# It’s a Weibull

To understand the premiums charged by the Texas Windstorm Insurance Association and the current legal and financial issues being debated in Austin, you have to get your hands a little dirty with the actuarial science.  You need to have some ability to model the damages likely to be caused by a tropical cyclone on the Texas coast.  Now, to do this really well, it might be thought you need an awful lot of very fine data.  In fact, however, you can do a pretty good job of understanding TWIA’s perspective by just reverse engineering publicly available information.

What I want to show is that the perceived annual exposure to the Texas Windstorm Association can be really well modeled by something known in statistics as a Weibull Distribution. To be fancy, it’s a zero-censored three parameter Weibull Distribution:

CensoredDistribution[{0, ∞},
WeibullDistribution[0.418001, 1.26765*10^8, -4.81157*10^8]]

We can plot the results of this distribution against the predictions made by TWIA’ s two consultants: AIR and RMS. The x-axis of the graph are the annual losses to TWIA.  The y-axis of the graph is the probability that the losses will be less than or equal to the corresponding amount on the x-axis. As one can see, it is almost a perfect fit.  For statisticians, the “adjusted R Squared” value is 0.995.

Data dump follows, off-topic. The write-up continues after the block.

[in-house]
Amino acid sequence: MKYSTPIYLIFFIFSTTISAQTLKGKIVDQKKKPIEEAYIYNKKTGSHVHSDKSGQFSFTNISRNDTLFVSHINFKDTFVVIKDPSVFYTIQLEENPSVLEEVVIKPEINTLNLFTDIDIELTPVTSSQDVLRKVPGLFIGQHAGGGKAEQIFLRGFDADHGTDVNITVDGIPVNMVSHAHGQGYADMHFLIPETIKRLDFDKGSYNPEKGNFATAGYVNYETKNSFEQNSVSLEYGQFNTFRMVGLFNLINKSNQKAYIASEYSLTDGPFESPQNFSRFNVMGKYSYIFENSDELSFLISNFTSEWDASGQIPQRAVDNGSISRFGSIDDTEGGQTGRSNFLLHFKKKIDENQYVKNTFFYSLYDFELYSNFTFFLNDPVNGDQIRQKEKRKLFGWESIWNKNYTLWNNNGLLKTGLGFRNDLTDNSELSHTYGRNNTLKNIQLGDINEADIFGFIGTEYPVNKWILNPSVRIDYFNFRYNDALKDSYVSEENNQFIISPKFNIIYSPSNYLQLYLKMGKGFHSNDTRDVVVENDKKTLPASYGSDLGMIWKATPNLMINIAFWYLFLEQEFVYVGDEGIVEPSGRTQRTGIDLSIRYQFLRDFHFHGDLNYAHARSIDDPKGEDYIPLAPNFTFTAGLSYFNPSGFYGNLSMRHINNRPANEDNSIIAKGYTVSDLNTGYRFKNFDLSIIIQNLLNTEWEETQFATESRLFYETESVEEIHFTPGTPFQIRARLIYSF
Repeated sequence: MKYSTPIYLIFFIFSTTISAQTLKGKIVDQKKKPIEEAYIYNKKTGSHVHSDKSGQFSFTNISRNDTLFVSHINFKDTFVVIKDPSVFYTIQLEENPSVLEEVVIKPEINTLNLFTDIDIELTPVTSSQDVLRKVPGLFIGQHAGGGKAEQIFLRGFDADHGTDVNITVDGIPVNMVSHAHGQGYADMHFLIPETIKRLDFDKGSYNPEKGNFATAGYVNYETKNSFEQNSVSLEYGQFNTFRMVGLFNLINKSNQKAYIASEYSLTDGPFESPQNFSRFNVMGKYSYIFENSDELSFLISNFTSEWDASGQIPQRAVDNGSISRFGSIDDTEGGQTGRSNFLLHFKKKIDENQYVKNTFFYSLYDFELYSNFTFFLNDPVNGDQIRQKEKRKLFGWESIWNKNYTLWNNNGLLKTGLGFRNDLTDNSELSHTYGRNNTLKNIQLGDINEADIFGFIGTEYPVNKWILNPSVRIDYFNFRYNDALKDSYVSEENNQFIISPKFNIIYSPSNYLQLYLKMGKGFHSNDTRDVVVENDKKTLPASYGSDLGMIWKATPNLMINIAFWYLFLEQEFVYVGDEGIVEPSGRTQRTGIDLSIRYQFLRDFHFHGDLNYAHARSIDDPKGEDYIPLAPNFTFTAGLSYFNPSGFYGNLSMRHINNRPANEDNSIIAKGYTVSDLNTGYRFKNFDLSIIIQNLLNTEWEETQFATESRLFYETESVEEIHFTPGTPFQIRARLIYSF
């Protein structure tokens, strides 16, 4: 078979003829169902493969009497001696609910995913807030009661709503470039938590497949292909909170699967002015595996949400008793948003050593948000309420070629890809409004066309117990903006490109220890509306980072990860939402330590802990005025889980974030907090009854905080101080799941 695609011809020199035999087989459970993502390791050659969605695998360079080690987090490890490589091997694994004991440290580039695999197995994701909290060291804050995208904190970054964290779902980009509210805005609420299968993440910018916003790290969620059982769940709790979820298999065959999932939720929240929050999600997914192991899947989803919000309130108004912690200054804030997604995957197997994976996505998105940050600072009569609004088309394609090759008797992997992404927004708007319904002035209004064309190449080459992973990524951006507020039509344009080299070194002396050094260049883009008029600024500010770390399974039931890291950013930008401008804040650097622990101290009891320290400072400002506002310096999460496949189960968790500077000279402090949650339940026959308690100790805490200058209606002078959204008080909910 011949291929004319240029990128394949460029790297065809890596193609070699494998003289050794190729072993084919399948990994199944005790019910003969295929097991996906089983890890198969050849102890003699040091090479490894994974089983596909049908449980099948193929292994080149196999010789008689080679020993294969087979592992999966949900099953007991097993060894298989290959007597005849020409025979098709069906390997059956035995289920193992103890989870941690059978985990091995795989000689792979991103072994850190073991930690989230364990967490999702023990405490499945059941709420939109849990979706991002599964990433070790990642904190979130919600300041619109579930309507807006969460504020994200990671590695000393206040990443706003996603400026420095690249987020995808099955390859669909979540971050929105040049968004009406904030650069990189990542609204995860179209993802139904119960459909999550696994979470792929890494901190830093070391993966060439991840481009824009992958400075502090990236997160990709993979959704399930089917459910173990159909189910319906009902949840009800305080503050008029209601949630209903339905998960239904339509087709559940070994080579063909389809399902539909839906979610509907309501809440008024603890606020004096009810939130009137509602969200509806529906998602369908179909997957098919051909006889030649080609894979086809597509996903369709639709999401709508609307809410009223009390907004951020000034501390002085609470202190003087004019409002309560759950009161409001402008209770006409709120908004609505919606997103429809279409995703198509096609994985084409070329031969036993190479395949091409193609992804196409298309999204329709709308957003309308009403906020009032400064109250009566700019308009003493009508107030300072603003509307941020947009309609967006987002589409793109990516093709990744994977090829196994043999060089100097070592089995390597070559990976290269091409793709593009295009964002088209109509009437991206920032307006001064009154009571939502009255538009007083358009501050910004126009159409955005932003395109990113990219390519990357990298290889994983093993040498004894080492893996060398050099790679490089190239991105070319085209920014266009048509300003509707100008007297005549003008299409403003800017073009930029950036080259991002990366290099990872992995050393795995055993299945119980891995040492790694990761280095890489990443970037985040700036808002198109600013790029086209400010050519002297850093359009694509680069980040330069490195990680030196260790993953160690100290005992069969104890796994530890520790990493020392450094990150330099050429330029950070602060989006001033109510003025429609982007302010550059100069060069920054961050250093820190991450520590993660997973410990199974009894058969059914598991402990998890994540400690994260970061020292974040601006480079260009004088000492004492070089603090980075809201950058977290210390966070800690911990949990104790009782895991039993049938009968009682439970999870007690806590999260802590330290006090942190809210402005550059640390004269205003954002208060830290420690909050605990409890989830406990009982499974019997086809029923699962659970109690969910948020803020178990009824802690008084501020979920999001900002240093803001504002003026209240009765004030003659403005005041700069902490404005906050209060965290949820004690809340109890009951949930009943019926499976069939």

How did I find this function? Part of it is some intuition and some expertise about loss functions.  But a lot of it comes from running a “non-linear regression” on data in the public domain.  Here’s a chart (an “exceedance table”) provided by reinsurance broker Guy Carpenter to TWIA.  It shows the estimates of two consultants, AIR and RMS, about the losses likely to be suffered by TWIA.  Basically, you can use statistics software (I used Mathematica) to run a non-linear regression on this data and assume the underlying model is a censored Weibull distribution of some sort.  And, in less than a second, out pop the parameters to the Weibull distribution that best fit the data. As shown above it fits the AIR and RMS data points really well.  Moreover, it calculates the “AAL” (the mean annual loss to TWIA) pretty well too.

In some forthcoming posts, I’ m going to show what the importance of this finding is, but suffice it to say, it explains a lot about the current controversy and suggests some matters to be examined with care.